|By Susan Kuczka, Chicago Tribune
Knight Ridder/Tribune Business News
May 10, 2006 - -- Gurnee is one of the top tourist destinations in Illinois, but it took a special tax-incentive package to persuade "Famous" Dave Anderson to build a $125 million hotel and indoor water park complex in the Lake County village rather than in Wisconsin.
Ground could be broken this summer on the KeyLime Cove Resort and Water Park project. Gurnee officials landed it after offering Anderson, owner of the nationwide Famous Dave's barbecue chain, a break on the village's hotel occupancy tax.
The village normally charges a 5 percent occupancy tax, but KeyLime will pay only 3.5 percent, generating an estimated $750,000 for the village rather than $1.5 million, officials said. The tax incentive will expire in 20 years.
The break "was offered to basically get the project in town," Gurnee Village Administrator Jim Hayner said Tuesday.
Offering tax breaks to businesses has become common throughout the suburbs as village officials try to meet residents' service demands.
And in far north suburban areas like Gurnee, tax breaks have become an increasingly important tool to lure businesses that might otherwise locate in Wisconsin just north of the Illinois state line.
"No municipality wants to be known as a municipality that routinely grants these kinds of things, but they want to be able to have something in their arsenal to be able to hold or attract desired businesses," said Christine Wilson, executive director of the Lake County Municipal League.
The proposal to build a hotel with more than 600 rooms and an 80,000-square-foot water park, three restaurants and a spa sounded enticing to village officials. Equally alluring was a proposal to build a 12,000-square-foot conference center within the hotel that eventually would be expanded to 50,000 square feet, officials said.
"That's going to make it unique," said David C. Young, president of Lake County Partners, a public-private agency that promotes local business interests. "There's a keen interest in convention space in Lake County. Right now, if [corporations] want to do anything, in most cases they need to go out of the county."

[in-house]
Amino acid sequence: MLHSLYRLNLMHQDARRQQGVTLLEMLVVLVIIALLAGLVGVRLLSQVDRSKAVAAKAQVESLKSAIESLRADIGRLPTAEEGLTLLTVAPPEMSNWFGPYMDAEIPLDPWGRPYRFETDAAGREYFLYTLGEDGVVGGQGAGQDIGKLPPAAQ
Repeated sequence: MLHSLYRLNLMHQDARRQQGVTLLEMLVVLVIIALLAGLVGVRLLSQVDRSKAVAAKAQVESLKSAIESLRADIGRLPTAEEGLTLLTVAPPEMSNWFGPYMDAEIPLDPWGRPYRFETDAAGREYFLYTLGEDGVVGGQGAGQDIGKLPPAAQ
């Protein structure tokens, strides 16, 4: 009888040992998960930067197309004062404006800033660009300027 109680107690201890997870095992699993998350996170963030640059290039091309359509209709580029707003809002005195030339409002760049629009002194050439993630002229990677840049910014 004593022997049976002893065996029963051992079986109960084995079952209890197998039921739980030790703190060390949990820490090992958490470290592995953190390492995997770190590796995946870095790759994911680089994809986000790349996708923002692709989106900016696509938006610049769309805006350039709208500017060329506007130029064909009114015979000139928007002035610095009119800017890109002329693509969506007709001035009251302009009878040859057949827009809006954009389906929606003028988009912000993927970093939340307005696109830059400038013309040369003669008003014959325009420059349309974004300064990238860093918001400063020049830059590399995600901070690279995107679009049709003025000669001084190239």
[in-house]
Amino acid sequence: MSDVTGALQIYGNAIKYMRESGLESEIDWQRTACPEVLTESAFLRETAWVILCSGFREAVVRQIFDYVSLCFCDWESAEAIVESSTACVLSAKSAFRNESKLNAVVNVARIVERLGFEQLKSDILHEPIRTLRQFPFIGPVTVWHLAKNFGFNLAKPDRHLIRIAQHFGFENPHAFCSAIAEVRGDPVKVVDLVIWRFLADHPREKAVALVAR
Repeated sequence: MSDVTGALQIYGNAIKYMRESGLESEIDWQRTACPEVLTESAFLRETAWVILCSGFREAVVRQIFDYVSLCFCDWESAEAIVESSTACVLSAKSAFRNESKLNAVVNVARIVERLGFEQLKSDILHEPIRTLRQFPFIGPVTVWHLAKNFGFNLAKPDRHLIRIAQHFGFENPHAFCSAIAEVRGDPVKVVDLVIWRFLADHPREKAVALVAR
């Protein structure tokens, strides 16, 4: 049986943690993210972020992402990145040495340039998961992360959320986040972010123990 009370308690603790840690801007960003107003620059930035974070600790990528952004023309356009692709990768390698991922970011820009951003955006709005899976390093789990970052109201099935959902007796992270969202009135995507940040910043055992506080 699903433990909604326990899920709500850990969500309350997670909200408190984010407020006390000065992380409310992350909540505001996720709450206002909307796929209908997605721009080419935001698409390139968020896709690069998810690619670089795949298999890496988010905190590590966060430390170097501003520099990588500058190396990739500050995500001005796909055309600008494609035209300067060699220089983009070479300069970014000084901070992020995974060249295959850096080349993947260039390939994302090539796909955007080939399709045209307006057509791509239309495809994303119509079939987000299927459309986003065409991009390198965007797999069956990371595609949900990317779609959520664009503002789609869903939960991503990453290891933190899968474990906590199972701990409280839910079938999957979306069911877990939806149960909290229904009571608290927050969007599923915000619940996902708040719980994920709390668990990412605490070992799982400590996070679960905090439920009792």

The tax break for KeyLime's developers comes at a time when Gurnee officials are considering imposing a food and beverage tax to shore up the village's approximately $45 million annual budget.
Mayor Kristina Kovarik said the village received some complaints from residents about the proposed new tax, but she and other village officials argued that the new fees mostly would affect visitors to Gurnee.
With the Six Flags Great America amusement park and Gurnee Mills mall among the state's top tourist attractions, Gurnee has been able to largely rely on sales tax revenue to fund local government without instituting a property tax.
With statistics showing about 65 percent of Gurnee restaurant customers are from out of town, a 1 percent food and beverage tax is something most residents could accept, the mayor said.
"A property tax would be the easy way out, but more people understand that we're continuing to find opportunities to make sure the bulk of the revenue generated from these fees are on the out-of-towners," Kovarik said.
Anderson said he's looking forward to the 2007 grand opening of KeyLime Cove on 30 acres just northeast of the Tri-State Tollway and Grand Avenue, close to both Great America and Gurnee Mills.
"The location is just really terrific," he said.
Anderson also confirmed that without the special tax break, it's likely KeyLime Cove would be calling Wisconsin home.
"I think [the tax break] was very important," he said. "The project that we have is a very sizeable investment, so I think for us to make the investment it [had to be] a win-win for both the community and for us."
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Sizing up the parks
NAME: KeyLime Cove Resort and Water Park
COST: $125 million
SIZE: 30 acres
DESCRIPTION: 611-room hotel; 80,000-square-foot water park; 12,000-square-foot conference center expandable to 50,000 square feet; three restaurants; and a spa
OWNER: Dave Anderson of Famous Dave's barbecue restaurant chain
NAME: Grizzly Falls Resort
COST: $110 million
SIZE: 400,000 square feet
OPENING: spring 2008
DESCRIPTION: 400-suite hotel with 100,000-square-foot indoor water park, billed as largest in Illinois; a spa, family entertainment center, food court, concierge and limo service
OWNER: Chicago-based Landmark Resorts & Hotels
Copyright (c) 2006, Chicago Tribune
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